“It was strong because I have been told by local and international bankers that the Government of The Bahamas has entered agreements with certain clauses that, if they became known to the public before a general election, would seriously and adversely affect their prospects of success,” Sir Franklyn continued.
“My understanding is that the Government of The Bahamas has given certain assurances that the deficit will come down at a pretty rapid pace through a combination of increased taxes and reduced operating expenses, including a reduction in the Government’s principal expense, which is payroll.
“The fact of the matter is that, if this is true, and from what I am being advised has been committed to, that would have very serious implications for the re-election of the Government of the day, and that’s the main driver of why the election has been called now.”
Whoever wins today’s election will likely have to consider such measures at some point given the extent of the debt and deficit blow-out produced by Hurricane Dorian and COVID-19, which has driven the national debt to $10.356bn and resulted in a projected $951m deficit for this fiscal year. However, the Government’s Fiscal Strategy Report also sets out a glide path for reducing the fiscal deficit in coming years.
Sir Franklyn, though, argued it was “poppycock” to assert that the general election was called early because the Prime Minister needs a fresh political mandate to set The Bahamas back on a sustainable path post-COVID.
“The people who have conveyed to me this information, it’s not obvious to me why they would seek to mislead me. The standing of these people in global finance, it’s not apparent why they would mislead,” Sir Franklyn said.
“Every election that comes up, people say it’s the most consequential, but this particular one I believe to be the most consequential election since 1972 when the issue on the ballot was whether the country became independent or not.”
Sir Franklyn, who said he was not allowing “my personal political preferences” to taint his analysis, argued that the election of a Progressive Liberal Party (PLP) government would “at least open the door for a conversation” with The Bahamas’ lenders and creditors if such austerity-related assurances have been given.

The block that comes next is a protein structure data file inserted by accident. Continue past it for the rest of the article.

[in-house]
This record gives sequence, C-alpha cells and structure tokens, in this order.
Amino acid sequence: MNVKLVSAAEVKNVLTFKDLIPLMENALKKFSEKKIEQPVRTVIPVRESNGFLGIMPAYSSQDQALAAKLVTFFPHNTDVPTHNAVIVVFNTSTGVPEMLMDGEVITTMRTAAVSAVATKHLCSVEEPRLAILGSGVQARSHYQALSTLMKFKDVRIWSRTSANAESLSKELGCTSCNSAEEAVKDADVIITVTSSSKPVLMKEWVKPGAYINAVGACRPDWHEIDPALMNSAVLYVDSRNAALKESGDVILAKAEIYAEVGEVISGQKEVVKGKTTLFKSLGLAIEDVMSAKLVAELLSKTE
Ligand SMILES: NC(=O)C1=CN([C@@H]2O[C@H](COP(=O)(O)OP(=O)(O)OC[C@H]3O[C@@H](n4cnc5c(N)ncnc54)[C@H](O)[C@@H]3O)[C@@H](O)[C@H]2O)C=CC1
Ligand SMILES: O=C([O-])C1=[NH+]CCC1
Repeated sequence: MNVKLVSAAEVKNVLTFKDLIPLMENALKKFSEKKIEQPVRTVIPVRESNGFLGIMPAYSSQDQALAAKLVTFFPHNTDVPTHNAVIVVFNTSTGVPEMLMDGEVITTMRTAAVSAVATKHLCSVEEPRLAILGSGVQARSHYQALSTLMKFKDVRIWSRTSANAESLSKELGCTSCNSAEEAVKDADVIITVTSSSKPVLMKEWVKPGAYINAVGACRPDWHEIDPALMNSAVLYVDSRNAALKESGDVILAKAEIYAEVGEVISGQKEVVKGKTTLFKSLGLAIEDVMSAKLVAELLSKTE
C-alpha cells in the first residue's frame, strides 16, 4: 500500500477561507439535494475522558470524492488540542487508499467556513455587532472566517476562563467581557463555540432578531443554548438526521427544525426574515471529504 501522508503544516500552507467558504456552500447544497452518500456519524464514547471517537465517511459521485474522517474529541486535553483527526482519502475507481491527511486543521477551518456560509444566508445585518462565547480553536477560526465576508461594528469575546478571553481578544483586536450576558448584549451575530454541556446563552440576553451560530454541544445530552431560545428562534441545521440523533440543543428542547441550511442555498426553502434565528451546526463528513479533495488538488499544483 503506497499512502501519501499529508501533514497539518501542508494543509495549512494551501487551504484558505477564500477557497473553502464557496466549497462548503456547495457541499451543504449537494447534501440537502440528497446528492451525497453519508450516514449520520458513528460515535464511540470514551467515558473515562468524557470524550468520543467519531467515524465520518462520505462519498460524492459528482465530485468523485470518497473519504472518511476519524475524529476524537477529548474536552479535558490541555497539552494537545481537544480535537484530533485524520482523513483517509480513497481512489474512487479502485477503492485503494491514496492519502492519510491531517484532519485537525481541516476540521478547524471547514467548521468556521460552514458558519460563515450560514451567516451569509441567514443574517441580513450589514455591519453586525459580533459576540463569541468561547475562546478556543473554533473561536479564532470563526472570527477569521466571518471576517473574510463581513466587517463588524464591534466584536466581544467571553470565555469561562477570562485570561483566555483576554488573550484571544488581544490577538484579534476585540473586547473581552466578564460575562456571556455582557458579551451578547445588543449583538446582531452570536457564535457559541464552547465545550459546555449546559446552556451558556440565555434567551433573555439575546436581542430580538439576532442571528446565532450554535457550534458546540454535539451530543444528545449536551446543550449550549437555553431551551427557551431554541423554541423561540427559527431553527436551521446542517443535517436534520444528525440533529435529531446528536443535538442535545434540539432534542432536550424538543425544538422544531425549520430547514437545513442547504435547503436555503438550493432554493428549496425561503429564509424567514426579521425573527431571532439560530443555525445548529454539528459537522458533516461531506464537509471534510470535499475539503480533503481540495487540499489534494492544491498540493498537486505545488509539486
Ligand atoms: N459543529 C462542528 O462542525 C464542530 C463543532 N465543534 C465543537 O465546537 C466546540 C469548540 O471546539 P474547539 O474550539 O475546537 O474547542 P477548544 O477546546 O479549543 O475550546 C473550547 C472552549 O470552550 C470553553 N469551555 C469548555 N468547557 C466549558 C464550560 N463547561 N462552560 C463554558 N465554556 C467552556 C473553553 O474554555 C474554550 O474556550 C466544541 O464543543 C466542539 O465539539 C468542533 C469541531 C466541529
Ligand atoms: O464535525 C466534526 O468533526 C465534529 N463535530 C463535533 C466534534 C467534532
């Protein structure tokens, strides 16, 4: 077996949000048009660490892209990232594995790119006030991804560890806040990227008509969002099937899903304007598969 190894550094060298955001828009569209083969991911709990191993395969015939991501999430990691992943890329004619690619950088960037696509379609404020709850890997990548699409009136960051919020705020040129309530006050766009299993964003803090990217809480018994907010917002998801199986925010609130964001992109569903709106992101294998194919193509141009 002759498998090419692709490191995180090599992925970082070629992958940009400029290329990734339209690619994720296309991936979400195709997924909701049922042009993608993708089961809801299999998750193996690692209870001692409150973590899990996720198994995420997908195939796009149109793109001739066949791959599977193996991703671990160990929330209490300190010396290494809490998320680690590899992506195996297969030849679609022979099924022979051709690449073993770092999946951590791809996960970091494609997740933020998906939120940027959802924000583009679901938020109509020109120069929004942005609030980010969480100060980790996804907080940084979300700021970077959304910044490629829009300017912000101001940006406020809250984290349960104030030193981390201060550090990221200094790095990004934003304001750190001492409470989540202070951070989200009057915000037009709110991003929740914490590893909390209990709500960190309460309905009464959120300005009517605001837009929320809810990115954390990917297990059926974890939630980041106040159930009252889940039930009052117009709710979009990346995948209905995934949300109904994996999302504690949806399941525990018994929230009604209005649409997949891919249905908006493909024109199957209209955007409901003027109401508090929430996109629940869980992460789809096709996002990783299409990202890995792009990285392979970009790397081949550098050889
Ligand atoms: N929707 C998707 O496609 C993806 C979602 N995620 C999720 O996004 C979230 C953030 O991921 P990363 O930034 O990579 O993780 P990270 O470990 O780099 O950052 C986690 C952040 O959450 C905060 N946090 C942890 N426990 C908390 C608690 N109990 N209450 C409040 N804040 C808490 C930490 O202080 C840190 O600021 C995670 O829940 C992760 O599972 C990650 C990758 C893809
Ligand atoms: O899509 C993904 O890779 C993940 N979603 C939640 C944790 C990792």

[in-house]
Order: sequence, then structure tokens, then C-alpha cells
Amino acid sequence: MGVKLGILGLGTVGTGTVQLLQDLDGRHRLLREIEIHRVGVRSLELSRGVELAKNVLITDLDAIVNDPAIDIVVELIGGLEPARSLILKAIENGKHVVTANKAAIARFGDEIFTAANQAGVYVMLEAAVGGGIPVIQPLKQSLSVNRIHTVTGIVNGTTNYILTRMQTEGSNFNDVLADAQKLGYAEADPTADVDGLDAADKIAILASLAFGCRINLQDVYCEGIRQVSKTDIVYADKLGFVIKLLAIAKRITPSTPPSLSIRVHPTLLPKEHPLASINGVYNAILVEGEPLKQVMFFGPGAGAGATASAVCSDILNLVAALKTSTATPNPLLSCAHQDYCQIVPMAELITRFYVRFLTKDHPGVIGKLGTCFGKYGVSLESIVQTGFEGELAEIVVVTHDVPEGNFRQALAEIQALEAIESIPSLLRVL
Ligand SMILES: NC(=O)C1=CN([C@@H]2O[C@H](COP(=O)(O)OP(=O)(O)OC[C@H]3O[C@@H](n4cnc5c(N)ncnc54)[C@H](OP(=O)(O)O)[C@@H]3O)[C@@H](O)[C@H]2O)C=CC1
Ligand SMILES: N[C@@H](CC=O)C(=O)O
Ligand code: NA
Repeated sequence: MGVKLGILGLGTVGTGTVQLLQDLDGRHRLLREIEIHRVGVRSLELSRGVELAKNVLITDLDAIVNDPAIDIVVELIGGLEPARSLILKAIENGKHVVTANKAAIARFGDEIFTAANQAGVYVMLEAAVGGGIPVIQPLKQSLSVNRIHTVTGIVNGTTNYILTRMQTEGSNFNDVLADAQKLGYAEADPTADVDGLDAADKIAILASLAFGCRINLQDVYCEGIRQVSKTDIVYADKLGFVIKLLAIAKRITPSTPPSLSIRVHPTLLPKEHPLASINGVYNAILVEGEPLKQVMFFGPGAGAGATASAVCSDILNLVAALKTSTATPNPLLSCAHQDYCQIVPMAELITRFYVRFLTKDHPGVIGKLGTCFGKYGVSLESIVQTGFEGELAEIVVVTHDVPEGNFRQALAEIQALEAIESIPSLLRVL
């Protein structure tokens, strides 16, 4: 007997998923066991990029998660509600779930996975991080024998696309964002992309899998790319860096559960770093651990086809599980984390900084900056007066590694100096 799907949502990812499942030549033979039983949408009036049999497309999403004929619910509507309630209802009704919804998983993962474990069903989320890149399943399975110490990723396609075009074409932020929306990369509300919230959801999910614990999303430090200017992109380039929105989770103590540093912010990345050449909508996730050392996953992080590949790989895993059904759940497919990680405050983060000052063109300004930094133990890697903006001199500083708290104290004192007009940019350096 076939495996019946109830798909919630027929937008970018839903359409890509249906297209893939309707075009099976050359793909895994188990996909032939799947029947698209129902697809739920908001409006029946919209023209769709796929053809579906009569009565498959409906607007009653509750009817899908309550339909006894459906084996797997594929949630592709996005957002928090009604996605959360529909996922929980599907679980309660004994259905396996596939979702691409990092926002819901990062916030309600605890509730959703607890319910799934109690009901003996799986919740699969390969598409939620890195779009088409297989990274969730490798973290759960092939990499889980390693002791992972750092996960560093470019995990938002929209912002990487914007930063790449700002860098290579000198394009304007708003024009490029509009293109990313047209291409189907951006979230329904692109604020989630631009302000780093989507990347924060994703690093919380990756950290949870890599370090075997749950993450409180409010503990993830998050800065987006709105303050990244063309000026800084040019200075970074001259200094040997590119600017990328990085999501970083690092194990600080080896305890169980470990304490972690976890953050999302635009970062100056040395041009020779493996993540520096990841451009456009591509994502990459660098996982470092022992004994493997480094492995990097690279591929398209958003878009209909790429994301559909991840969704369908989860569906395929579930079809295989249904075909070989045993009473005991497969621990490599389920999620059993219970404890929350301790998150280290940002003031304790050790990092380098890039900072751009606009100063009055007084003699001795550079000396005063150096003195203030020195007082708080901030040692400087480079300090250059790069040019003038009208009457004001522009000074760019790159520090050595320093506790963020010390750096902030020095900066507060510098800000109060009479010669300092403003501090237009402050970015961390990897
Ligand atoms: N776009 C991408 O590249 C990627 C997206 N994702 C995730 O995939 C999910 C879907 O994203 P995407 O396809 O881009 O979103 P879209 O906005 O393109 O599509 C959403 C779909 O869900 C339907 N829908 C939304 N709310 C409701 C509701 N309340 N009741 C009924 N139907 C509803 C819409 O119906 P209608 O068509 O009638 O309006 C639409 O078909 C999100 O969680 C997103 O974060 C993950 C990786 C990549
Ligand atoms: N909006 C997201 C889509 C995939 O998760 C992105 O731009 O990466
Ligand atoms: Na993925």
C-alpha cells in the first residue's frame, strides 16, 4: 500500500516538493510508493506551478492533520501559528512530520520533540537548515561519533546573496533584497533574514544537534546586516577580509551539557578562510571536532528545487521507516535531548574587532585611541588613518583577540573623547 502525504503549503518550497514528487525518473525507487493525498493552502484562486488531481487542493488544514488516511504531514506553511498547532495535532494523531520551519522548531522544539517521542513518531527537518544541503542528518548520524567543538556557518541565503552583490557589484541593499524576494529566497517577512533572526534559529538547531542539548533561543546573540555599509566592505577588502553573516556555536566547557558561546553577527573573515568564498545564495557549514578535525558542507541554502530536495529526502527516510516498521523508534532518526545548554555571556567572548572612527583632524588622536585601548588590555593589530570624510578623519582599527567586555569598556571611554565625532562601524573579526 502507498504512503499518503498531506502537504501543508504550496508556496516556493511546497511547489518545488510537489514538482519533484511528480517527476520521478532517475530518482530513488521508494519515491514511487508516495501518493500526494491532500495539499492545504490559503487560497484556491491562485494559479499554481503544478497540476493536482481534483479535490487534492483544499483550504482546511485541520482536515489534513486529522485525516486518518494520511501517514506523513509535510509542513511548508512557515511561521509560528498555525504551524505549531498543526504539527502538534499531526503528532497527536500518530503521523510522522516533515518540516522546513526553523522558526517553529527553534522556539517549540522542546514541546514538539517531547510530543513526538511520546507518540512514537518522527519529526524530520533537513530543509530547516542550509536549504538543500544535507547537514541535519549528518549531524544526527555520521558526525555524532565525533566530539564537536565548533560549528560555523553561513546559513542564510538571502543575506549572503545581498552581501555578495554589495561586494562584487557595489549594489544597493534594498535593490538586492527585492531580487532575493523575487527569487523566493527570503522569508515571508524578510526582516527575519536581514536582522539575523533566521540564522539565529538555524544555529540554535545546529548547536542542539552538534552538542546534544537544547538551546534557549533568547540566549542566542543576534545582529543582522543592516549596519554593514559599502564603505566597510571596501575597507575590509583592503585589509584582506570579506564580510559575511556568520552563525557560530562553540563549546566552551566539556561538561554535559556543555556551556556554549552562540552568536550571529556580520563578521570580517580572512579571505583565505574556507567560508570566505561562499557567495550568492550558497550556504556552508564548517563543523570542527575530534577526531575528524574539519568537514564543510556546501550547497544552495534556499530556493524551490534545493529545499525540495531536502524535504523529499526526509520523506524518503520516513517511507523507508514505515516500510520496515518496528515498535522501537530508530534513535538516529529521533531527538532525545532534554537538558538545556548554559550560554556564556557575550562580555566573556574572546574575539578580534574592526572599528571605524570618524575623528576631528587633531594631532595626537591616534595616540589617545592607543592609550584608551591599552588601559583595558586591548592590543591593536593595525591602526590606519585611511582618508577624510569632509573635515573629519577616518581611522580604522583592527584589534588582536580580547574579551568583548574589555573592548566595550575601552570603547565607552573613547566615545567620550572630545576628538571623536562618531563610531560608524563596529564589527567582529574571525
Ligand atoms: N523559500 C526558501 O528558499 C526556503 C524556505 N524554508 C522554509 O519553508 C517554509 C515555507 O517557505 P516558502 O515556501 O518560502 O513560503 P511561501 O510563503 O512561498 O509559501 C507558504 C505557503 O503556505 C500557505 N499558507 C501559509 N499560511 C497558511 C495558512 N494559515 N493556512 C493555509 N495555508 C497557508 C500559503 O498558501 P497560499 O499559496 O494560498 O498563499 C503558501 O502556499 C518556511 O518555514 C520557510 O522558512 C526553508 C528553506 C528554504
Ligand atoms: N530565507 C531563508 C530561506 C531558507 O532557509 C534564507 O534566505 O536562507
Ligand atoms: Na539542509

He also asserted that the present general election has parallels with the one in 1992, when the 25-year Pindling administration was voted out of office and replaced by the Hubert Ingraham-led FNM. Acknowledging that the five-year period between 1992 and 1997 generated significant economic growth and jobs for The Bahamas, Sir Franklyn admitted this may not have happened had the PLP been re-elected.
“The country in a lot of ways is where we were in 1992,” he told Tribune Business. “The change of government in 1992 was a pre-condition for what happened in the first Ingraham administration, which most people concede was a period of significant economic growth.
“There is a lot to suggest that if the PLP were elected in 1992, the same level of economic growth may not have happened. The question for the Bahamian public today is whether the reality of today bears some comparability with what existed in 1992, where the change in government played a role in the economic growth the country enjoyed during the first Ingraham term in office.
“What I’’m saying to you is a change in government offered a fresh perspective, and that’s the parallel with 1992. People saw change, they saw difference. Staggeringly enough, they saw a new day.”